Reece's childhood church burned down when he was seventeen years old, and he took this to be an omen that it was time for him to follow his own path into the world, rather than walking in the well trodden footprints of his father and grandfather, a charismatic preacher.  After his father's suicide, Reece's mother gave him the Bible which his father had kept close to him since his time in seminary.  It had been on the table beside the bed where he took his own life, and the page where the bookmark had been tucked opened to Matthew 10.

34 "Do not suppose that I have come to bring peace to the earth. I did not come to bring peace, but a sword. 35 For I have come to turn a man against his father, a daughter against her mother, a daughter-in-law against her mother-in-law-- 36 a man's enemies will be the members of his own household. 37 Anyone who loves his father or mother more than me is not worthy of me; anyone who loves his son or daughter more than me is not worthy of me; 38 and anyone who does not take his cross and follow me is not worthy of me. 39 Whoever finds his life will lose it, and whoever loses his life for my sake will find it.

This is a passage with which many Christians struggle.  Christ, son of God, sinless lamb, bringer of a covenant founded on unconditional love, here proclaims his purpose to divide families and to bring a sword to the world.  This is not the peaceful, arms-wide-open image modern Christians like to project.  This Christ is, in the words of Erik Reece, an egomaniac.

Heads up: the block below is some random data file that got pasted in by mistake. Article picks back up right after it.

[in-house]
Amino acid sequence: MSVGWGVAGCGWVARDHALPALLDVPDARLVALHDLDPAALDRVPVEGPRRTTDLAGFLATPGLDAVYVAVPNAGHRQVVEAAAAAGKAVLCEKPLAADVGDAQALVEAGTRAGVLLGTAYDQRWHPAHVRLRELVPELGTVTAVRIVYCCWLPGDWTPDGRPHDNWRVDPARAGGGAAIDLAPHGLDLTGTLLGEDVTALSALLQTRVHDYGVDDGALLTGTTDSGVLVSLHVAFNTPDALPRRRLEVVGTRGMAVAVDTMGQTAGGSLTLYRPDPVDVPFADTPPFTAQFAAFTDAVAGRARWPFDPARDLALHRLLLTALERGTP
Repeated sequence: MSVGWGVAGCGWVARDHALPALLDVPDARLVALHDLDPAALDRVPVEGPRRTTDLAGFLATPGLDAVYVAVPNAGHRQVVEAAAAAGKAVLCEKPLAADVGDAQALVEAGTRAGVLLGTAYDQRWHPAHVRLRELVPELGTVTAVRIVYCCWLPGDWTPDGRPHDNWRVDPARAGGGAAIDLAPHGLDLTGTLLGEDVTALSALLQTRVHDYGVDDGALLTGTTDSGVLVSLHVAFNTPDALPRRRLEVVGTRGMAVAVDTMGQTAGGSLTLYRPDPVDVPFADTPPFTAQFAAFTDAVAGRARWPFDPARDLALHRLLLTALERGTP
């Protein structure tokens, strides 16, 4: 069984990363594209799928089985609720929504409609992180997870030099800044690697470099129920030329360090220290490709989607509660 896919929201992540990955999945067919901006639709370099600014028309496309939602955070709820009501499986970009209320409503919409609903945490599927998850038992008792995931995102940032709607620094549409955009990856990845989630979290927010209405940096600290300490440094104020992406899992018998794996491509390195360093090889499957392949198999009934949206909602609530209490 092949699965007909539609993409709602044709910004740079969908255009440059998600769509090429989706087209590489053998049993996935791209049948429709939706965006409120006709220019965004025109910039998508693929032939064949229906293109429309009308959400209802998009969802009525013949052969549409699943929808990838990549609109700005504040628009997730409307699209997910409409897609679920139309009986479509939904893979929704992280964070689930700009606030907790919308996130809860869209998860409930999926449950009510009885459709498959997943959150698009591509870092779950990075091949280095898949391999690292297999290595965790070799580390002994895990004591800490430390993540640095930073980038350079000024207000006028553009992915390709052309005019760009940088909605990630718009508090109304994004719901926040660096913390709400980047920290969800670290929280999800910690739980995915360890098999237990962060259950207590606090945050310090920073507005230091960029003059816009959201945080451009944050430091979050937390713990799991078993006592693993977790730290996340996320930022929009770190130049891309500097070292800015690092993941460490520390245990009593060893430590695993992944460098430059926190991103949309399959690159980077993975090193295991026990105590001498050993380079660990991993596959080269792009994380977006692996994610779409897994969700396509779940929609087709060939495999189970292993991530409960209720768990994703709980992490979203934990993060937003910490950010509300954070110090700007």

clownfish2.jpgHi Tom & Dave,
Thank you for the thorough comments on TGBTRD.  I appreciate your time, your words, and your insight.
TB: I wonder if the generalizations that you are making here are due to the fact that [CGCC's] main failing as a church has been how we are communicating our successes.  There is a lot more going on than meets the eye, and the leadership (including myself) have renewed our efforts to get the word out more broadly that there are amazing things happening.

My personal policy once I post a blog entry is to leave it exactly as I posted it, even when I later see things that ought to be changed... this keeps me accountable.  I want to acknowledge right now that in my entry entitled Calling for The Symbiotic Life, I was making some very broad generalizations. 
Cedar Grove Community Church continues to have active ministries.  In particular, the annual mission trips to Mexico are impactful and inspiring, and when a family in the church experiences the loss of a loved one, I know how quickly the forces mobilize to nurture the family, to provide all kinds of support, to fascilitate details, etc. 
When I said, "We are sluggish, we are despondent, and we are needy," I was speaking of a collective group, a majority which I see because I'm a part of it.  People who have stopped being more involved than putting in face time on Sunday mornings... people who haven't been tapped to make a difference in a while.